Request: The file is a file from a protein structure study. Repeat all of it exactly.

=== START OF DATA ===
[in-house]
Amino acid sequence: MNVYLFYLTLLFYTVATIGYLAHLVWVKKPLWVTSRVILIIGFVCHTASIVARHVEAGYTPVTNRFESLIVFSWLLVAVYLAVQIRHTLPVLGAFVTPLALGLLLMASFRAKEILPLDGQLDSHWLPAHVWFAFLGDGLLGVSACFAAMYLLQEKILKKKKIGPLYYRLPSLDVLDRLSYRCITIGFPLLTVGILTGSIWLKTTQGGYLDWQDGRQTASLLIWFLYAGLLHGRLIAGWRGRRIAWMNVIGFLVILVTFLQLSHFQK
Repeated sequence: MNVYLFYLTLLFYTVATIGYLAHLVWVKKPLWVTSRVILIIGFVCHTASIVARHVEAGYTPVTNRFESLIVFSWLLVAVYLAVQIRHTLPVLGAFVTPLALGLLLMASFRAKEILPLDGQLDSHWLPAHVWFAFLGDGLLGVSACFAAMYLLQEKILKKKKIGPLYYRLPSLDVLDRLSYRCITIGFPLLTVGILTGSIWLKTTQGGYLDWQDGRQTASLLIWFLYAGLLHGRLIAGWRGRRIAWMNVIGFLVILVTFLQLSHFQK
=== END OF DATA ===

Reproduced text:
[in-house]
Amino acid sequence: MNVYLFYLTLLFYTVATIGYLAHLVWVKKPLWVTSRVILIIGFVCHTASIVARHVEAGYTPVTNRFESLIVFSWLLVAVYLAVQIRHTLPVLGAFVTPLALGLLLMASFRAKEILPLDGQLDSHWLPAHVWFAFLGDGLLGVSACFAAMYLLQEKILKKKKIGPLYYRLPSLDVLDRLSYRCITIGFPLLTVGILTGSIWLKTTQGGYLDWQDGRQTASLLIWFLYAGLLHGRLIAGWRGRRIAWMNVIGFLVILVTFLQLSHFQK
Repeated sequence: MNVYLFYLTLLFYTVATIGYLAHLVWVKKPLWVTSRVILIIGFVCHTASIVARHVEAGYTPVTNRFESLIVFSWLLVAVYLAVQIRHTLPVLGAFVTPLALGLLLMASFRAKEILPLDGQLDSHWLPAHVWFAFLGDGLLGVSACFAAMYLLQEKILKKKKIGPLYYRLPSLDVLDRLSYRCITIGFPLLTVGILTGSIWLKTTQGGYLDWQDGRQTASLLIWFLYAGLLHGRLIAGWRGRRIAWMNVIGFLVILVTFLQLSHFQK